Harvey Shire set to impose smaller 10 per cent rate increase for businesses after backlash to 16 per cent rise

Headshot of Sean Van Der Wielen
Sean Van Der WielenHarvey-Waroona Reporter
The Shire of Harvey council chambers in Harvey.
Camera IconThe Shire of Harvey council chambers in Harvey. Credit: Sean Van Der Wielen/RegionalHUB

In a win for businesses in the Shire of Harvey, the council has backed down on slugging them with a 16.5 per cent rates hike.

The council back flip follows the Harvey-Waroona Reporter exposing the planned rates grab which led to a backlash from businesses, some of which feared for their future.

The shire’s 300 commercial and industrial ratepayers now face a 10 per cent rate increase for the 2023-24 financial year, a reduction on the 16.5 per cent initially proposed, but still well in excess of the 6 per cent for residential ratepayers.

The Initial response from businesses is relief at not paying 16.5 per cent, but they believe all ratepayers should pay the same and if there is to be a higher rate for commercial and industrial then it should be a once off impost.

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The council was forced back to the drawing board on its proposed rating strategy after business learnt it proposed to increase rates for rural and residential landowners by 6 per cent, but hit commercial and industrial entities with an additional 10 per cent.

At the time Harvey Shire president Paul Gillett said the council had “tried to model things so it is fair and equitable on everyone”.

However representatives from the Australind light industrial area said the council explanation was “bulls...”.

At a special council meeting last week to reconsider the rate increases, councillors debated whether to implement a smaller 10 per cent increase for businesses and retaining the 6 per cent rise for rural and residential landholders, or to apply 6.5 per cent to all.

Cr Amanda Lovitt spoke in favour of maintaining differential rates, stating the council had given “enormous consideration” to the issue over previous weeks.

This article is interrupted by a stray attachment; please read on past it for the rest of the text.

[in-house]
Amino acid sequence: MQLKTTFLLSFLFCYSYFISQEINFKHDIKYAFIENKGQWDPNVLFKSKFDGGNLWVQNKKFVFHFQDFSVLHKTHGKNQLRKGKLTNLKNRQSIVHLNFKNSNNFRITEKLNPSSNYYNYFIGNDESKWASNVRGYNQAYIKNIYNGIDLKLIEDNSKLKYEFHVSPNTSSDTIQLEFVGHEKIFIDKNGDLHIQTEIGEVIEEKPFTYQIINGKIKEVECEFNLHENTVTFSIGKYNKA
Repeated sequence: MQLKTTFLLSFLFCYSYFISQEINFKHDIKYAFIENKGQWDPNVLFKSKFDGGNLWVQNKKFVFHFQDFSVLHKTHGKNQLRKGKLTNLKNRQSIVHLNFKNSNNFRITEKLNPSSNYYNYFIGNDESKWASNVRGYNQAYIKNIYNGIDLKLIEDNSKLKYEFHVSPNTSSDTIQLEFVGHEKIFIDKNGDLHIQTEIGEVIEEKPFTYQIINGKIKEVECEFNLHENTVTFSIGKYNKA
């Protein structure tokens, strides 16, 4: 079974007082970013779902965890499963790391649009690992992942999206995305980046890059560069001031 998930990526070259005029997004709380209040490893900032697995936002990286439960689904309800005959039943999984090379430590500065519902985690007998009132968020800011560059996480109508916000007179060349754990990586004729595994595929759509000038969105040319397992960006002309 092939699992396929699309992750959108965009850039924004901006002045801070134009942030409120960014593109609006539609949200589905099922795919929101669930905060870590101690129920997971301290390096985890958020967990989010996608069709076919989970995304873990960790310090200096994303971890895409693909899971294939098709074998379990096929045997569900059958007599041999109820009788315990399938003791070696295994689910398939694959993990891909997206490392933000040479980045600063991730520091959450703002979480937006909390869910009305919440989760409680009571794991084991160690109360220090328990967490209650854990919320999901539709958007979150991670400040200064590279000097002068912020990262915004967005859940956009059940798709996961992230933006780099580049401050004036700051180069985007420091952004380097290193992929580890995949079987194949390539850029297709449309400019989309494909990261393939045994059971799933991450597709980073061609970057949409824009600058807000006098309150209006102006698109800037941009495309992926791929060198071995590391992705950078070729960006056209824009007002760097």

“If you want the Shire to keep growing, we have to do this,” she said.

“I think (it) shows that we have listened and shows that we understand.”

Deputy Shire president Michelle Campbell acknowledged the cost-of-living pressures facing businesses, but said the council was not immune to those pressures.

“I think the changes that we have made are palatable and it is fiscally responsible by us, because if we don’t do it now, when are we going to do it and how big is it going to be,” she said.

However, some members expressed reservations and argued for the 6.5 per cent overall rate increase to be imposed instead.

Cr Paul Beech said the differential business rate would contribute to higher inflation and cost-of-living pressures.

“We are a community and we should all bear those increases equally,” he said.

“When businesses look at reducing cost, the first thing they look at is reducing staffing, that is the simplest thing to do.”

Cr Joe Capogreco said business owners had to pay rates on their premises as well as their homes.

“We need to look after our businesses because they are employing our people, they are bringing business to Harvey, so we can’t keep slugging them,” he said.

Cr Robyn Coleman argued businesses should have been given more notice differential rates were coming.

“If we were to give them 12 months notice that there will be some differential rates next year, they can budget that in just like any good business does when you do a forecast,” she said.

Shire president Paul Gillett, Cr Campbell, Cr Lovitt, Cr Wendy Dickinson, Cr Dakota Krispyn and Cr Tania Jackson voted to reduce the business differential rate, while Cr Coleman, Cr Beech, Cr Capogreco and Cr Michelle Boylan voted against.

The final decision on the budget is set to be made at a special council meeting on Tuesday.

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